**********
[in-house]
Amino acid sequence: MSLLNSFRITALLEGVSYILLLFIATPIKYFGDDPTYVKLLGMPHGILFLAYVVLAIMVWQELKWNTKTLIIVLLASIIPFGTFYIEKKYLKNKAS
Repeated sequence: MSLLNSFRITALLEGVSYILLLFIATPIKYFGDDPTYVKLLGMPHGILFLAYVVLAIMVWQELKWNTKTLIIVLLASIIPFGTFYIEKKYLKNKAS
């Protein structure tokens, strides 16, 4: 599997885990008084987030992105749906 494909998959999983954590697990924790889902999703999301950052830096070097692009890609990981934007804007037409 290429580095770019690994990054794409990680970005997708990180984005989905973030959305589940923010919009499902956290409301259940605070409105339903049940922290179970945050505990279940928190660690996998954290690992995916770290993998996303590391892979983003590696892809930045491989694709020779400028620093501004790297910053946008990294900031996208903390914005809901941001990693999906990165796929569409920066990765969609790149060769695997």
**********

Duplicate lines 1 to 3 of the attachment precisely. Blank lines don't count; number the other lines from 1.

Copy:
[in-house]
Amino acid sequence: MSLLNSFRITALLEGVSYILLLFIATPIKYFGDDPTYVKLLGMPHGILFLAYVVLAIMVWQELKWNTKTLIIVLLASIIPFGTFYIEKKYLKNKAS
Repeated sequence: MSLLNSFRITALLEGVSYILLLFIATPIKYFGDDPTYVKLLGMPHGILFLAYVVLAIMVWQELKWNTKTLIIVLLASIIPFGTFYIEKKYLKNKAS